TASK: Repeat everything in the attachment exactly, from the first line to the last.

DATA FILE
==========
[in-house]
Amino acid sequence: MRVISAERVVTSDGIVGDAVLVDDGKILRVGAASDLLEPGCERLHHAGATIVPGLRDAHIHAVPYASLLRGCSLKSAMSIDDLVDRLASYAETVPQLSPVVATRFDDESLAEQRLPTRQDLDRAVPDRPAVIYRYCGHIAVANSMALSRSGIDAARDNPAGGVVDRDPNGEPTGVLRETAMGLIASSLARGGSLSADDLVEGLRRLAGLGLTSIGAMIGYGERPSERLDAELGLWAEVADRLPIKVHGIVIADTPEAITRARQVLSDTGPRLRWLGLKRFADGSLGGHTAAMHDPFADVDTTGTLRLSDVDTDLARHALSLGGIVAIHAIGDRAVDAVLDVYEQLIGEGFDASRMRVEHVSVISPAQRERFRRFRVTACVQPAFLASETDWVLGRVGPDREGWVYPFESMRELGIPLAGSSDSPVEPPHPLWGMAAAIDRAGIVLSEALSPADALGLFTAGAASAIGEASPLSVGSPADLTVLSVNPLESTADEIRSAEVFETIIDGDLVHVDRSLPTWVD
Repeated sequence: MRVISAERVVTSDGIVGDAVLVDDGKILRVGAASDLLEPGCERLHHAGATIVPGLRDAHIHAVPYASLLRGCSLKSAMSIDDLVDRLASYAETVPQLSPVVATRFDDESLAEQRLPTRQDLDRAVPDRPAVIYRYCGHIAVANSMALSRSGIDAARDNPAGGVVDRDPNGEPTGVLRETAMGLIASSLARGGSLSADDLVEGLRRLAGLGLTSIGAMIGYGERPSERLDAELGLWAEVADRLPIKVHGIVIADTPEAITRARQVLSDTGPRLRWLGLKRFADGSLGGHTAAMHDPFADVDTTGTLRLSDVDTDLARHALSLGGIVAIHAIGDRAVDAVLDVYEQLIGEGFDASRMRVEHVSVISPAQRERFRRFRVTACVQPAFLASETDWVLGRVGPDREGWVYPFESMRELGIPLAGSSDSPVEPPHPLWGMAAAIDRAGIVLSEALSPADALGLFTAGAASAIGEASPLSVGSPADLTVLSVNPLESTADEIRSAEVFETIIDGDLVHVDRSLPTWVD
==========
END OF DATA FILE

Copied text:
[in-house]
Amino acid sequence: MRVISAERVVTSDGIVGDAVLVDDGKILRVGAASDLLEPGCERLHHAGATIVPGLRDAHIHAVPYASLLRGCSLKSAMSIDDLVDRLASYAETVPQLSPVVATRFDDESLAEQRLPTRQDLDRAVPDRPAVIYRYCGHIAVANSMALSRSGIDAARDNPAGGVVDRDPNGEPTGVLRETAMGLIASSLARGGSLSADDLVEGLRRLAGLGLTSIGAMIGYGERPSERLDAELGLWAEVADRLPIKVHGIVIADTPEAITRARQVLSDTGPRLRWLGLKRFADGSLGGHTAAMHDPFADVDTTGTLRLSDVDTDLARHALSLGGIVAIHAIGDRAVDAVLDVYEQLIGEGFDASRMRVEHVSVISPAQRERFRRFRVTACVQPAFLASETDWVLGRVGPDREGWVYPFESMRELGIPLAGSSDSPVEPPHPLWGMAAAIDRAGIVLSEALSPADALGLFTAGAASAIGEASPLSVGSPADLTVLSVNPLESTADEIRSAEVFETIIDGDLVHVDRSLPTWVD
Repeated sequence: MRVISAERVVTSDGIVGDAVLVDDGKILRVGAASDLLEPGCERLHHAGATIVPGLRDAHIHAVPYASLLRGCSLKSAMSIDDLVDRLASYAETVPQLSPVVATRFDDESLAEQRLPTRQDLDRAVPDRPAVIYRYCGHIAVANSMALSRSGIDAARDNPAGGVVDRDPNGEPTGVLRETAMGLIASSLARGGSLSADDLVEGLRRLAGLGLTSIGAMIGYGERPSERLDAELGLWAEVADRLPIKVHGIVIADTPEAITRARQVLSDTGPRLRWLGLKRFADGSLGGHTAAMHDPFADVDTTGTLRLSDVDTDLARHALSLGGIVAIHAIGDRAVDAVLDVYEQLIGEGFDASRMRVEHVSVISPAQRERFRRFRVTACVQPAFLASETDWVLGRVGPDREGWVYPFESMRELGIPLAGSSDSPVEPPHPLWGMAAAIDRAGIVLSEALSPADALGLFTAGAASAIGEASPLSVGSPADLTVLSVNPLESTADEIRSAEVFETIIDGDLVHVDRSLPTWVD